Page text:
And things aren’t exactly rosy at many studios that have avoided the layoffs. Each game must be bigger than the last, with more content and shinier graphics. Games need to be made faster by overworked devs to meet unreasonable deadlines because the earlier it goes out, the quicker the sales come in, and the faster you can start plying your player base with microtransactions to feed the beasts that are profit and growth.

Baldur's Gate 3 Game of the Year: Rolling a Critical Failure
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And then there’s Larian Studios and Baldur’s Gate 3. Baldur’s Gate is a series with some serious pedigree under its belt. With D&D being as popular as ever, Larian could easily have spent a couple of years throwing together a game to capitalise on an established IP. And they probably would have done reasonably well out of it, making a decent return on their investment and getting started on the next project.

Instead, Larian Studios spent six years working on Baldur’s Gate 3, half of it in early access, with more than 400 people with a genuine passion for the source material working to create an intricate and masterful celebration of D&D culture. And I don’t need to have played the game to know that because whether it’s in conversations with friends or in the articles I read, the world around me has been waxing lyrical about this game for months.

Baldur's Gate 3 Game of the Year: Inspecting some armour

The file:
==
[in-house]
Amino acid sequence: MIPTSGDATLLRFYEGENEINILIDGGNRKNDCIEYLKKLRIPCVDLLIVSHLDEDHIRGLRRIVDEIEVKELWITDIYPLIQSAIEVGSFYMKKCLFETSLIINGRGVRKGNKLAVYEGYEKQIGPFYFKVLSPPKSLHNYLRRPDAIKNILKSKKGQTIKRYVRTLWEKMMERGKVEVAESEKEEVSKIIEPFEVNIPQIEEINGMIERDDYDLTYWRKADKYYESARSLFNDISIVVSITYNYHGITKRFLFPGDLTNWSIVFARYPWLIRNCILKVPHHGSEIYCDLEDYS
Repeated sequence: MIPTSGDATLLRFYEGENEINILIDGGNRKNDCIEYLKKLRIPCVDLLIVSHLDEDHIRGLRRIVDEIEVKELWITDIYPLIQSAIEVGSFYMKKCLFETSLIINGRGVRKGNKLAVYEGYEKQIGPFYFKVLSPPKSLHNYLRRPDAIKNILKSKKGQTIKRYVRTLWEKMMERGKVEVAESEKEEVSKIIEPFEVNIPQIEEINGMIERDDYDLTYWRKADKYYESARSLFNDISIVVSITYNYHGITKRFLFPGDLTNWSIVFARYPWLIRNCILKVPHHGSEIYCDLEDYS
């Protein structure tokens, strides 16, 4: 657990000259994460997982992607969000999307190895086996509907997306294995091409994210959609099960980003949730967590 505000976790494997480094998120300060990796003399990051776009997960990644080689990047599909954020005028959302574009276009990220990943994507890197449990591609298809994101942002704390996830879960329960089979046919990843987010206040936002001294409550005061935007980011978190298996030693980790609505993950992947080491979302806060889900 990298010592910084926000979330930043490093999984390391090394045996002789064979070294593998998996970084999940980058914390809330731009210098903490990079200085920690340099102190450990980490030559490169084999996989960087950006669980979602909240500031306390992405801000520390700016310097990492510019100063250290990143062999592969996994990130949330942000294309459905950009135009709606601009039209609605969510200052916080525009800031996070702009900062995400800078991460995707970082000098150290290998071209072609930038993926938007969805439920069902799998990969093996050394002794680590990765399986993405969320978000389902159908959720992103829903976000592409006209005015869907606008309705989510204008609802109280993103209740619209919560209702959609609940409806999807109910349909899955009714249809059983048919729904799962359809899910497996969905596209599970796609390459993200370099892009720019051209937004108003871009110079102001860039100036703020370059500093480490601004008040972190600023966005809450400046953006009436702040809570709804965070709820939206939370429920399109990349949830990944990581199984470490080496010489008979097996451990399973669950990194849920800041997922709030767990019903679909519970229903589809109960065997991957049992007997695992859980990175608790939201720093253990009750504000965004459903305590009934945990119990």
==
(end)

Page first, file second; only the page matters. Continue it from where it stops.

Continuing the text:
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Some Game of the Year winners have set a new standard for what games can be. The Witcher 3, Breath of the Wild, and Elden Ring have all become the pinnacle of their respective genres and examples to learn from for future games. And while Baldur’s Gate 3 will no doubt do the same for RPGs in the years to come, Larian Studios have set the standard not just for games, but for the studios that make them.

Larian Studios spent six years painstakingly crafting the perfect RPG, with a team given the time and space to express their passion for the genre and the Baldur’s Gate series, and have been rewarded handsomely for it. I’m not saying that every studio needs to spend six years working on their games; far from it. But Larian has shown that not only is another approach feasible, it can be hugely successful.

Baldur's Gate 3 Game of the Year: Talking with Astarion
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For studios, Game of the Year is a badge of honour, a potentially massive boost in sales, and can signal a shift in things to come. A win for Baldur’s Gate 3 isn’t just a win for an incredible game; it’s a win for Larian’s approach to making games, an endorsement of their efforts, and could have hugely positive effects on how studios work going forward.

Sure, if Zelda takes home Game of the Year, I wouldn’t complain. It’s a great game and a worthy winner. Hell, I wouldn’t care if any of the other nominees took home the prize; it has no bearing on my life after all. But if a win for Baldur’s Gate 3 can make even a modicum of positive change in this industry (and the optimist in me believes that it can), then I’m team Larian all the way, baby.